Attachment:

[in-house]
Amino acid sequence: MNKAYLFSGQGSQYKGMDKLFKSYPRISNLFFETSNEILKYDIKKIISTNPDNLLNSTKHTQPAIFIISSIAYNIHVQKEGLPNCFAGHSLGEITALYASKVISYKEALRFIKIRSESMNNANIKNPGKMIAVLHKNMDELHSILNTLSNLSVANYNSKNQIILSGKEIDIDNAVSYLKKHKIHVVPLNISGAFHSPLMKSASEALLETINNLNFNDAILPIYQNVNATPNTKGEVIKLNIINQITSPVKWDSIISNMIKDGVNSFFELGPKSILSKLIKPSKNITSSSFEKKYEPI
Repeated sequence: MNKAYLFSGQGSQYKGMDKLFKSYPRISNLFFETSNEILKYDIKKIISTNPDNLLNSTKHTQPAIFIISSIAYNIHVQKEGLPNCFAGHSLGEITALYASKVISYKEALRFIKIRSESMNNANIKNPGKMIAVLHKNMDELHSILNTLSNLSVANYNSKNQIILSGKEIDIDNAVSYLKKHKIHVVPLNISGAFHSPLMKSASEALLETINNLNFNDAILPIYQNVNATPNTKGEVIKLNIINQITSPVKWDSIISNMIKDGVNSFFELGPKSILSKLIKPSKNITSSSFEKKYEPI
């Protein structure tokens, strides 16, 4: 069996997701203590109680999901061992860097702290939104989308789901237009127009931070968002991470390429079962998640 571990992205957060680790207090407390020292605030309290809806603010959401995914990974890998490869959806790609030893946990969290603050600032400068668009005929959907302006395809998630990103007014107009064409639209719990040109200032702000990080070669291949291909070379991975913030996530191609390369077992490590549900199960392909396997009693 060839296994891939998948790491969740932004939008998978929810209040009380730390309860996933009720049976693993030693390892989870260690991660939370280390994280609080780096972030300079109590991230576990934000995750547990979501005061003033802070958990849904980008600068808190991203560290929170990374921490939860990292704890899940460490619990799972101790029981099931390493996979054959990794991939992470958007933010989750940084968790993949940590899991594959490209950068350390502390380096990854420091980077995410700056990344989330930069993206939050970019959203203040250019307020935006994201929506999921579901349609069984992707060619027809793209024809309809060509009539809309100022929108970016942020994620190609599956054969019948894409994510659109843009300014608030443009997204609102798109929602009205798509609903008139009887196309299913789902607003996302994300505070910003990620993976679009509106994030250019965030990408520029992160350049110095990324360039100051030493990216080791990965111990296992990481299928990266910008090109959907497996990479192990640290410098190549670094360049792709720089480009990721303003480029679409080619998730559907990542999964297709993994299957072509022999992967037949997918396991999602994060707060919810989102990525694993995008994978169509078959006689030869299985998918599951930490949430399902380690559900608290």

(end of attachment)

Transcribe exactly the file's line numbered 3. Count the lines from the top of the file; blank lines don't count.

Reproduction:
Repeated sequence: MNKAYLFSGQGSQYKGMDKLFKSYPRISNLFFETSNEILKYDIKKIISTNPDNLLNSTKHTQPAIFIISSIAYNIHVQKEGLPNCFAGHSLGEITALYASKVISYKEALRFIKIRSESMNNANIKNPGKMIAVLHKNMDELHSILNTLSNLSVANYNSKNQIILSGKEIDIDNAVSYLKKHKIHVVPLNISGAFHSPLMKSASEALLETINNLNFNDAILPIYQNVNATPNTKGEVIKLNIINQITSPVKWDSIISNMIKDGVNSFFELGPKSILSKLIKPSKNITSSSFEKKYEPI